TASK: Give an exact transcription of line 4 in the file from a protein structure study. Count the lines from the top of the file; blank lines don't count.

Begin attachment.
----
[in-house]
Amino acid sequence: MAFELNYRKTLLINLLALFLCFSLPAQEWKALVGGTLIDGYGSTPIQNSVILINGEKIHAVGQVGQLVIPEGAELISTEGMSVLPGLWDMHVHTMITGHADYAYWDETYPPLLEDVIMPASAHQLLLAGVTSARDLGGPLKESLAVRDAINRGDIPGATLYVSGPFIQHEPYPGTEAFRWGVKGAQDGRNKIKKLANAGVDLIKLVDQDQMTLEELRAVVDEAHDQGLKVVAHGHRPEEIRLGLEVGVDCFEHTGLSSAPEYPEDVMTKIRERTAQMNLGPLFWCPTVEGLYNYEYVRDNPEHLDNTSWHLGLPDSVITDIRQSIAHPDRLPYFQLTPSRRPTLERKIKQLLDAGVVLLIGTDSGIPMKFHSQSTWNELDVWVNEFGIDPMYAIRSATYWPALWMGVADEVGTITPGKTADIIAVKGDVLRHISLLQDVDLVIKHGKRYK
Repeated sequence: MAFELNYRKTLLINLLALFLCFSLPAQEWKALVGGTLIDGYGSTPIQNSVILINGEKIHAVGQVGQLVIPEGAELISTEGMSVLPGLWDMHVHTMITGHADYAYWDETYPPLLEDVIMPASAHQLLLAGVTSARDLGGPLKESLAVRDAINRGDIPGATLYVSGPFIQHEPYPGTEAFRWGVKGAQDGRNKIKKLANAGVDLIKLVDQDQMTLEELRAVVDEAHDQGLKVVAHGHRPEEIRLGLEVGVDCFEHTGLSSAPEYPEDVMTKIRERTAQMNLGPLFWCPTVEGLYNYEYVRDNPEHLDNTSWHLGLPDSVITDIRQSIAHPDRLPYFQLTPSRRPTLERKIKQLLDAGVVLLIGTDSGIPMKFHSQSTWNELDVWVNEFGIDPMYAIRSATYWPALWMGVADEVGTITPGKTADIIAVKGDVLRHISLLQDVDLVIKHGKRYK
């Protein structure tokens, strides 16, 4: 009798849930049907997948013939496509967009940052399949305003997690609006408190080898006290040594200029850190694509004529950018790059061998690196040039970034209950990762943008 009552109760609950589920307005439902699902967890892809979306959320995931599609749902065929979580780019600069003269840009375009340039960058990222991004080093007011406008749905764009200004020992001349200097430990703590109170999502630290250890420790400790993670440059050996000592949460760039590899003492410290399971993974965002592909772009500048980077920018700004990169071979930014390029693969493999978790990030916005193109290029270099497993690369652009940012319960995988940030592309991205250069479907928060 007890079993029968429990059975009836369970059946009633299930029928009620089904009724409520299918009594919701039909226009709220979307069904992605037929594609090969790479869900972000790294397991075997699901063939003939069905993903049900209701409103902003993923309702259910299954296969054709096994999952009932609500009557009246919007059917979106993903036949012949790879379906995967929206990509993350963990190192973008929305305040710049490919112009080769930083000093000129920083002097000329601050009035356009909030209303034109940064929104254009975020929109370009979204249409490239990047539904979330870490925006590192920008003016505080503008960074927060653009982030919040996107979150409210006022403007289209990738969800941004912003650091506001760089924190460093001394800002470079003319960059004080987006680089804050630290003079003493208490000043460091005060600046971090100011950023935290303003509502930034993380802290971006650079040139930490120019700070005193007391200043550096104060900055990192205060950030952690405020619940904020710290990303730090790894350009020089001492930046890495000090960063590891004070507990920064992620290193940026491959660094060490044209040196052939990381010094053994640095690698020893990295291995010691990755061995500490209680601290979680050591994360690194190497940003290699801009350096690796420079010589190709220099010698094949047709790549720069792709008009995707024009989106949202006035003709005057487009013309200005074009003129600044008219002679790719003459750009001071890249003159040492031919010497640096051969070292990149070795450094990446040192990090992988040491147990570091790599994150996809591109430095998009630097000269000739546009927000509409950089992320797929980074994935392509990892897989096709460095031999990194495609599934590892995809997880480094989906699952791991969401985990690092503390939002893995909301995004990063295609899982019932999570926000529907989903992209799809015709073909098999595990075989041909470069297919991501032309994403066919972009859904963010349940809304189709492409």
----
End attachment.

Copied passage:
């Protein structure tokens, strides 16, 4: 009798849930049907997948013939496509967009940052399949305003997690609006408190080898006290040594200029850190694509004529950018790059061998690196040039970034209950990762943008 009552109760609950589920307005439902699902967890892809979306959320995931599609749902065929979580780019600069003269840009375009340039960058990222991004080093007011406008749905764009200004020992001349200097430990703590109170999502630290250890420790400790993670440059050996000592949460760039590899003492410290399971993974965002592909772009500048980077920018700004990169071979930014390029693969493999978790990030916005193109290029270099497993690369652009940012319960995988940030592309991205250069479907928060 007890079993029968429990059975009836369970059946009633299930029928009620089904009724409520299918009594919701039909226009709220979307069904992605037929594609090969790479869900972000790294397991075997699901063939003939069905993903049900209701409103902003993923309702259910299954296969054709096994999952009932609500009557009246919007059917979106993903036949012949790879379906995967929206990509993350963990190192973008929305305040710049490919112009080769930083000093000129920083002097000329601050009035356009909030209303034109940064929104254009975020929109370009979204249409490239990047539904979330870490925006590192920008003016505080503008960074927060653009982030919040996107979150409210006022403007289209990738969800941004912003650091506001760089924190460093001394800002470079003319960059004080987006680089804050630290003079003493208490000043460091005060600046971090100011950023935290303003509502930034993380802290971006650079040139930490120019700070005193007391200043550096104060900055990192205060950030952690405020619940904020710290990303730090790894350009020089001492930046890495000090960063590891004070507990920064992620290193940026491959660094060490044209040196052939990381010094053994640095690698020893990295291995010691990755061995500490209680601290979680050591994360690194190497940003290699801009350096690796420079010589190709220099010698094949047709790549720069792709008009995707024009989106949202006035003709005057487009013309200005074009003129600044008219002679790719003459750009001071890249003159040492031919010497640096051969070292990149070795450094990446040192990090992988040491147990570091790599994150996809591109430095998009630097000269000739546009927000509409950089992320797929980074994935392509990892897989096709460095031999990194495609599934590892995809997880480094989906699952791991969401985990690092503390939002893995909301995004990063295609899982019932999570926000529907989903992209799809015709073909098999595990075989041909470069297919991501032309994403066919972009859904963010349940809304189709492409």